the VBAC rate implies a corresponding increase in the repeat cesarean rate,
which reached almost 91% in 2004 . Thus, the adage, ‘‘once a cesarean, al-
ways a cesarean,’’ seems true for more than 90% of women in the United
National estimates of primary and repeat cesarean rates for 2005 and
2006 are not available because of a change in the wording and formatting
of the method of delivery item on the 2003 revision of the United States
Standard Certificate of Birth (used by 12 states in 2005) . An examination
of state-level data reveals, however, that primary and repeat cesarean
rates continued to increase in 2005 . The United States cesarean rate is
high compared with that in many industrialized countries (Fig. 3); most
developed countries, however, also have experienced increases over the
past decade .
19751980 19851990 1995 20002006
Fig. 1. Total cesarean delivery rate: United States, 1970–2006. (Data from Data for 1970–1988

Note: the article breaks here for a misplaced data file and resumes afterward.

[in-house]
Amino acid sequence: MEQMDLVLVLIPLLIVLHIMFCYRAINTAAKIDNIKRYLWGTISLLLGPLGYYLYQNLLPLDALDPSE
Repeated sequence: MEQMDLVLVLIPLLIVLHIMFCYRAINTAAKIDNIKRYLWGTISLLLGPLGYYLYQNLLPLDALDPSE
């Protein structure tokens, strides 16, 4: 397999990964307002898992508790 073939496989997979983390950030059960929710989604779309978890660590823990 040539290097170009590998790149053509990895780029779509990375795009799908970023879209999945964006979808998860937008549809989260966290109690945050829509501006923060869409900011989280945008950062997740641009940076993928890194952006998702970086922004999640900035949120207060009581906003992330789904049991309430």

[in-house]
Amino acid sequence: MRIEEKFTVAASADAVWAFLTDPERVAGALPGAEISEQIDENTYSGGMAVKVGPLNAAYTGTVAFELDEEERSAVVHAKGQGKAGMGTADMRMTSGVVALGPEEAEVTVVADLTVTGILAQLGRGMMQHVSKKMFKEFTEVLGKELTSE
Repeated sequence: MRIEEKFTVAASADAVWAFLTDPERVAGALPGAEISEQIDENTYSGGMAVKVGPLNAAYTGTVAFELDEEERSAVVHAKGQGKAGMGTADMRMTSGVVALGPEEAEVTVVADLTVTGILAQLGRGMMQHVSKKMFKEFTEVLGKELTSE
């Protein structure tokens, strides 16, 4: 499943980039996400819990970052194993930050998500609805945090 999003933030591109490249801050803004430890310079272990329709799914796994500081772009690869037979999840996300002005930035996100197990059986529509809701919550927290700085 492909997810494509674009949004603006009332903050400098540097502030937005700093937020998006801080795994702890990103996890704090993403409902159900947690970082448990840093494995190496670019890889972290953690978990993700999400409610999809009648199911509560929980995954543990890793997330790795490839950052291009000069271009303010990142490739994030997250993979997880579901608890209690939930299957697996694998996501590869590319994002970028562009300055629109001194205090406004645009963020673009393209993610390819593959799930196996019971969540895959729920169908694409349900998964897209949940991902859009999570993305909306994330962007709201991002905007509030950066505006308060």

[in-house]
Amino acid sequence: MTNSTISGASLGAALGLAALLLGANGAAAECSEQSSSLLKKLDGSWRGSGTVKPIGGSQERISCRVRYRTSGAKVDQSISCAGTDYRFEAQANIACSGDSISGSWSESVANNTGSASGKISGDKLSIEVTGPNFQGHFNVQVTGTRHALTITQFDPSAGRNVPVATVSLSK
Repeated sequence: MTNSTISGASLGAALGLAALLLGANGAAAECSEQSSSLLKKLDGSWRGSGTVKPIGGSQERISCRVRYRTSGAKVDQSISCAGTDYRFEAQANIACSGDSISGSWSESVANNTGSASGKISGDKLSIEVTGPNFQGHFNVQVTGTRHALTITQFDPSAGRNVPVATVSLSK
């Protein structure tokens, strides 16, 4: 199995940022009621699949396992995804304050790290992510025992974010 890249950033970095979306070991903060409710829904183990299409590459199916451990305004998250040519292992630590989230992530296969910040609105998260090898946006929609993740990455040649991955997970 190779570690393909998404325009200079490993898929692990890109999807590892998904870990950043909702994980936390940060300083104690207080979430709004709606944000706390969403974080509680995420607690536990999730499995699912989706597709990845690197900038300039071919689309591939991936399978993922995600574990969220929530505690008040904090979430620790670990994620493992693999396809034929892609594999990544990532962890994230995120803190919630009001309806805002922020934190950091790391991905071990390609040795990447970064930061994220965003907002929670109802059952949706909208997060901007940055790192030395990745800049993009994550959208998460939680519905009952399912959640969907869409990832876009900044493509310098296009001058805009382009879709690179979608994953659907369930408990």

are from the National Hospital Discharge Survey. Data for 1989–2006 are from the National
Vital Statistics System, NCHS, Centers for Disease Control and Prevention [CDC]. Data for
2006 are preliminary.)
Fig. 2. Total cesarean delivery rate, United States, 1989–2006, and primary cesarean and
VBAC Rates, 1989–2004. (Data from National Vital Statistics System, NCHS, CDC. Data
for 2006 are preliminary.)
CESAREAN BIRTH IN THE UNITED STATES
Variations by maternal age, race/ethnicity, gestational age, and state
Cesarean rates increase with increasing maternal age (Fig. 4). In 2006,
nearly half (47.6%) of births among women ages 40 and over were delivered
by cesarean compared with 22.2% of teen births. The higher rates for older
mothers may be related to patient/practitioner concerns, increased rates of